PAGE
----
Writer-director Derrick Borte has done a pretty good job with The Jones. It’s a little off-putting at first to see how perfect that Jones’ family is – mother Demi (Kate Jones), father David (Steve Jones), and a teen-age son and daughter, each beautiful and charismatic. But of course that’s the premise. It’s a marketer’s dream assemblage of folks with whom you’d like to keep up.
As you may know, Duchovny has had some personal problems of the Tiger Woods genre, too much sex with too many women, while being married to merely one. Seeing him turn on the charm in The Joneses, it’s not difficult to see why the women lined up.

But, getting back to the movie, he’s the good guy, somewhat conflicted about what they’re doing. And she’s the cold, all business, “it’s just a job” counterpoint. The movie has a message, I suppose, that we’re all too much into things, but that’s so obvious it’s hardly important. Why the movie works is that it doesn’t take that message too seriously. At heart, it’s a traditional romantic comedy. Will the real Kate and Steve please stand up, and work it out?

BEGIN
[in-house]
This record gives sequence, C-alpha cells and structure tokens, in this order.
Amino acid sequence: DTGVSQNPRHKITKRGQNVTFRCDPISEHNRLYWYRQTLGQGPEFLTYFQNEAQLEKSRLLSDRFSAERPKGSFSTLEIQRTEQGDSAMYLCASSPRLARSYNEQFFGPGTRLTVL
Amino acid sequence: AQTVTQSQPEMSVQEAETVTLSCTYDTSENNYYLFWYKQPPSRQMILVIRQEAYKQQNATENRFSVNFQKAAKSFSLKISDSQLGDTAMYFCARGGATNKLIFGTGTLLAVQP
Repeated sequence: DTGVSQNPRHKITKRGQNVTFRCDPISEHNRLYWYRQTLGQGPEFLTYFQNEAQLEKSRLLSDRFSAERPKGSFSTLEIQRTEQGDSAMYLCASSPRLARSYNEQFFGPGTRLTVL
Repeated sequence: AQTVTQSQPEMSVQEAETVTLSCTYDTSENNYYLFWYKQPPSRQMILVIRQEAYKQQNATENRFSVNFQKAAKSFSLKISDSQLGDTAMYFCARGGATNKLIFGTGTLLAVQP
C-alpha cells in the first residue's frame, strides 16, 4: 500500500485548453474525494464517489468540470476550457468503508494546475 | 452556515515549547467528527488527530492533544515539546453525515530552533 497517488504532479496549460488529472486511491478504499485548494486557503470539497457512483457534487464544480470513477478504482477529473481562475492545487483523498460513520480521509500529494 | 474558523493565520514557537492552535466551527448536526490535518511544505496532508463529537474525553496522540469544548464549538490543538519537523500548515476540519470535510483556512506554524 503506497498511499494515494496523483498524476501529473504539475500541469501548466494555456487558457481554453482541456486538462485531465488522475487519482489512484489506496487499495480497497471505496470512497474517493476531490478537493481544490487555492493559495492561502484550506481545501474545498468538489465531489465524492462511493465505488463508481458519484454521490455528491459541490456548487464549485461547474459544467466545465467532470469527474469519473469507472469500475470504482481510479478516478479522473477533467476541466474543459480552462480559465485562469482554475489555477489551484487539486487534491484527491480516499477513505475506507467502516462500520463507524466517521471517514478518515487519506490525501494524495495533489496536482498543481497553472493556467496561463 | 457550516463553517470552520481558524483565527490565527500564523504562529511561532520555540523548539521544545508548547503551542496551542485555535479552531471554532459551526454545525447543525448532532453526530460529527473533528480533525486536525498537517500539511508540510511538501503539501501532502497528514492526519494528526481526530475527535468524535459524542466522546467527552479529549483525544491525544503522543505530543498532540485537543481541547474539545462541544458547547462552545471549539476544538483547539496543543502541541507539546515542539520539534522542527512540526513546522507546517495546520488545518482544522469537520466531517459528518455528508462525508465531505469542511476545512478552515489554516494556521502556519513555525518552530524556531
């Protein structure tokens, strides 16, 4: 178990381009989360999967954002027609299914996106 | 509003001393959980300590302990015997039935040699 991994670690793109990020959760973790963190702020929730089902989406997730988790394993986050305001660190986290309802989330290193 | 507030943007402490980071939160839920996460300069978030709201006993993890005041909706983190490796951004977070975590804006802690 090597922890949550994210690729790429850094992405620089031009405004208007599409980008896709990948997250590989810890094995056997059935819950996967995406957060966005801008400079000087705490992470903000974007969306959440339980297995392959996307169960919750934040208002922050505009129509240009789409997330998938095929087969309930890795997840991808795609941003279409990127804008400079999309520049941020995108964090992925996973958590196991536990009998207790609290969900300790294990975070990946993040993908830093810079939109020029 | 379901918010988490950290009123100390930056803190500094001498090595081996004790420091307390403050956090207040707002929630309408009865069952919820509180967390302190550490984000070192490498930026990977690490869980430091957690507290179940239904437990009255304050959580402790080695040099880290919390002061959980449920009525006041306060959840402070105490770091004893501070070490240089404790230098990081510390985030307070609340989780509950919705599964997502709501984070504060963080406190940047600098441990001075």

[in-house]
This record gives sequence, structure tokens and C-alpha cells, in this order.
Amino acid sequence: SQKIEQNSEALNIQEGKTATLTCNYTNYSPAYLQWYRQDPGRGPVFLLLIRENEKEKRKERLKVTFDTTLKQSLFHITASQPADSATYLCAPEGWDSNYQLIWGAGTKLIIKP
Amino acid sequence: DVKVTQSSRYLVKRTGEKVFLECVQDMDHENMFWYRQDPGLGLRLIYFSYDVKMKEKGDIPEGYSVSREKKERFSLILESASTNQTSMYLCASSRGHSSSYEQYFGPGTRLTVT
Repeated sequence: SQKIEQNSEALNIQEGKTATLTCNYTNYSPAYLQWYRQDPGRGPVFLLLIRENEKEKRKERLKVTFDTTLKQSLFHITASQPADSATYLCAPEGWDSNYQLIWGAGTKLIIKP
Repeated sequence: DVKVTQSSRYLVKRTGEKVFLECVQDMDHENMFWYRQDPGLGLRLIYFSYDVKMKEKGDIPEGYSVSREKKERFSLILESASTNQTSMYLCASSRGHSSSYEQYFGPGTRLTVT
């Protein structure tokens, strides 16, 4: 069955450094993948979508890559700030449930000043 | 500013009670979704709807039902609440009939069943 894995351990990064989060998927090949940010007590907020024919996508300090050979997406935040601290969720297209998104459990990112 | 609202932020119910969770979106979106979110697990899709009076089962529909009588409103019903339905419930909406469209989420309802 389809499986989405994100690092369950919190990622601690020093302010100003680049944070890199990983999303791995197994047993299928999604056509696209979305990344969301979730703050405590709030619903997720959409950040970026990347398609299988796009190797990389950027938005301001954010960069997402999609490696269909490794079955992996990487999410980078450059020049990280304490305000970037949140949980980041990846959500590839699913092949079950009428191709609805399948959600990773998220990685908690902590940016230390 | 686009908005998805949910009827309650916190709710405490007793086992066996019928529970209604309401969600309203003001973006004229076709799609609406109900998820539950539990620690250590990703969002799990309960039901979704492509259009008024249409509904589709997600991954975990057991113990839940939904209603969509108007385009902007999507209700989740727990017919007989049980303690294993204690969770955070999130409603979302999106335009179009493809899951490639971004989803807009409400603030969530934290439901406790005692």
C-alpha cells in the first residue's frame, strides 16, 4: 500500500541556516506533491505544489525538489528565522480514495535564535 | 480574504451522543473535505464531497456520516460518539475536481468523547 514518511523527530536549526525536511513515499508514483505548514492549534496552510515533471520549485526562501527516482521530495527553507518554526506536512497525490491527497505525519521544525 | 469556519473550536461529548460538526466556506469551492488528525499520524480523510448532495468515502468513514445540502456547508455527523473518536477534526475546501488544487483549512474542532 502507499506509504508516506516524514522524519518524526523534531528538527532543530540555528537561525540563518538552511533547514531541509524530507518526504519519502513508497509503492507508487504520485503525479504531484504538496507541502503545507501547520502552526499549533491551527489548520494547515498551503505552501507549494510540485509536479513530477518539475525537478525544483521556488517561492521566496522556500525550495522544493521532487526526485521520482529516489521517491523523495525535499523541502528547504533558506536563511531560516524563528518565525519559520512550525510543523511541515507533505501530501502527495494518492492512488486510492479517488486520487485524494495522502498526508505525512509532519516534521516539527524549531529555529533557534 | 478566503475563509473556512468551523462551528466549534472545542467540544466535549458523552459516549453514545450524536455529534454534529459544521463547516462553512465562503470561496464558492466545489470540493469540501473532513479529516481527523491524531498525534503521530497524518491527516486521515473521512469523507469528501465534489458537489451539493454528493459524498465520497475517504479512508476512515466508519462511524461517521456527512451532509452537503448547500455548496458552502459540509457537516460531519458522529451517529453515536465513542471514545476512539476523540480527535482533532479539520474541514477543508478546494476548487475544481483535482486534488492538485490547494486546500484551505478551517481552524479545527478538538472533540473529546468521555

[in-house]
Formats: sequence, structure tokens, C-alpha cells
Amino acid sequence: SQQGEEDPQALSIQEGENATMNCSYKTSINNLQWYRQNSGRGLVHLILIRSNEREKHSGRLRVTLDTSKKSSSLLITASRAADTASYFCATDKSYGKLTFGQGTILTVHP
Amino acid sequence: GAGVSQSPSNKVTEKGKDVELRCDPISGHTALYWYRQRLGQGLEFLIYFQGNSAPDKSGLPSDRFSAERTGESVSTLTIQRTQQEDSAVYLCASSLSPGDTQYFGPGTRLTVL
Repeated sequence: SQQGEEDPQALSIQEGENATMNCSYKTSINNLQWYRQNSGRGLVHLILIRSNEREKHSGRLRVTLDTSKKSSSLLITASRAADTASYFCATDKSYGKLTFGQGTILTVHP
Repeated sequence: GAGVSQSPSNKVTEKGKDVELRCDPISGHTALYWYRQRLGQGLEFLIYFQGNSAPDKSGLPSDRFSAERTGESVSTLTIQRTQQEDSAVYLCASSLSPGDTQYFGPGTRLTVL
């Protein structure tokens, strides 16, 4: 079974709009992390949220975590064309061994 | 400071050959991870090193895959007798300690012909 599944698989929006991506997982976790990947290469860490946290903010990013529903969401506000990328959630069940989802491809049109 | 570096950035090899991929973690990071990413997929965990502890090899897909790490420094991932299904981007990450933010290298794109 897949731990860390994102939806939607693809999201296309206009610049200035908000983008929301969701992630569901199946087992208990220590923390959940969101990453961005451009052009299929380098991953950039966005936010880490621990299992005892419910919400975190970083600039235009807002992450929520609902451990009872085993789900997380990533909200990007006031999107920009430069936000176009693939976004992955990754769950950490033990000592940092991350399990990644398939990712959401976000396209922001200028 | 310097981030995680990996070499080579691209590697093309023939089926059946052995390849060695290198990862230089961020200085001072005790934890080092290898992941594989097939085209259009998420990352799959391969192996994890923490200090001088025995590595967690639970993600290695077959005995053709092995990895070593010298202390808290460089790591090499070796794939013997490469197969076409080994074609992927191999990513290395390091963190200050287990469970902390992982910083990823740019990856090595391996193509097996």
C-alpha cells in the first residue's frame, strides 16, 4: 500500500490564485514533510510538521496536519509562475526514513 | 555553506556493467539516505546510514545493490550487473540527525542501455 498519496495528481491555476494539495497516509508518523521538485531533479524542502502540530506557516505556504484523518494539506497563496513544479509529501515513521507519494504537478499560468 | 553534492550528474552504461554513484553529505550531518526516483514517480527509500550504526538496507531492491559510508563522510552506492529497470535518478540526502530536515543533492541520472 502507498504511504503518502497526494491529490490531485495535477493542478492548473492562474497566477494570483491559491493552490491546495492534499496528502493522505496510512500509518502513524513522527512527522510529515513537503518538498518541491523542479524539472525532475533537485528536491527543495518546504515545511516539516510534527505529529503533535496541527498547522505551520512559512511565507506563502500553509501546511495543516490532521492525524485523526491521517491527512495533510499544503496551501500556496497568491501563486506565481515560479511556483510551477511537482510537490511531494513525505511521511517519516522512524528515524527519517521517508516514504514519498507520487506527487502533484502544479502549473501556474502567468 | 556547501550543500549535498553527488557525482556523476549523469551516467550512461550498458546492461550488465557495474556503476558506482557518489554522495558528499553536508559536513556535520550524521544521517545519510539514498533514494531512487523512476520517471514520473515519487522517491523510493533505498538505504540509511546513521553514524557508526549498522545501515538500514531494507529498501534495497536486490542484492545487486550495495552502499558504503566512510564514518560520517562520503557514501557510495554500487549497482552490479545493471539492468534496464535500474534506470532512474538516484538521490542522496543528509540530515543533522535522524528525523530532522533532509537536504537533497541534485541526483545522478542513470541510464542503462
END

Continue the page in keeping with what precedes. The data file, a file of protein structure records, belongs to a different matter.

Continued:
If you’re up for something light, you’ll enjoy finding out. And hang on for the after-credits. There’s a final joke.

Held over from last week are THE GIRL WITH THE DRAGON TATTOO, GREENBERG, DATE NIGHT, and OCEANS. It’s been fun stopping by the theater in the morning and see hordes of little tykes oooing and aaahing at the aquatic marvels in Oceans. It’s unlikely that any of these will be held over for another week, so be advised.

Meanwhile, if you’d like to be in the loop for the latest bulletins and special announcements from the Tropic, it might be worth it to sign up for Facebook or Twitter feeds. You can find “Tropic Cinema” on Facebook or “tropiccinema” on Twitter.